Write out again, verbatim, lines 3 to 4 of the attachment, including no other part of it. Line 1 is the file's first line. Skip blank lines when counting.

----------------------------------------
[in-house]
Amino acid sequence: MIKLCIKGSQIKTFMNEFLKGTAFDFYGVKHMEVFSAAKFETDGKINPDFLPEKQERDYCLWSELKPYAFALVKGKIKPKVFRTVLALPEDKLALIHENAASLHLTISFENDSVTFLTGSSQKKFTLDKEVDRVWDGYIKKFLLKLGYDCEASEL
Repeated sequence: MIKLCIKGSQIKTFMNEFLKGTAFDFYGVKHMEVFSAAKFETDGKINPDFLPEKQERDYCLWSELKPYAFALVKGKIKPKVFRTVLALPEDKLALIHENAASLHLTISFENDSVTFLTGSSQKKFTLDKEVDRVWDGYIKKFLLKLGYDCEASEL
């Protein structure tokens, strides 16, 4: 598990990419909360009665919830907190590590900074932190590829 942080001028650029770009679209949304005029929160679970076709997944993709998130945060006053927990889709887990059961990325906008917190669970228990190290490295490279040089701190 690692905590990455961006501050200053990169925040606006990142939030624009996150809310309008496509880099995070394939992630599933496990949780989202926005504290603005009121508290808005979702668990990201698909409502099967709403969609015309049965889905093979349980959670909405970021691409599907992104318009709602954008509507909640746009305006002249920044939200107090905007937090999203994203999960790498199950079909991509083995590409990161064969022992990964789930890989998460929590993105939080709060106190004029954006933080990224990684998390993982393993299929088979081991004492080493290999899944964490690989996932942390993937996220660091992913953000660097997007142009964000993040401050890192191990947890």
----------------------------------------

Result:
Repeated sequence: MIKLCIKGSQIKTFMNEFLKGTAFDFYGVKHMEVFSAAKFETDGKINPDFLPEKQERDYCLWSELKPYAFALVKGKIKPKVFRTVLALPEDKLALIHENAASLHLTISFENDSVTFLTGSSQKKFTLDKEVDRVWDGYIKKFLLKLGYDCEASEL
């Protein structure tokens, strides 16, 4: 598990990419909360009665919830907190590590900074932190590829 942080001028650029770009679209949304005029929160679970076709997944993709998130945060006053927990889709887990059961990325906008917190669970228990190290490295490279040089701190 690692905590990455961006501050200053990169925040606006990142939030624009996150809310309008496509880099995070394939992630599933496990949780989202926005504290603005009121508290808005979702668990990201698909409502099967709403969609015309049965889905093979349980959670909405970021691409599907992104318009709602954008509507909640746009305006002249920044939200107090905007937090999203994203999960790498199950079909991509083995590409990161064969022992990964789930890989998460929590993105939080709060106190004029954006933080990224990684998390993982393993299929088979081991004492080493290999899944964490690989996932942390993937996220660091992913953000660097997007142009964000993040401050890192191990947890």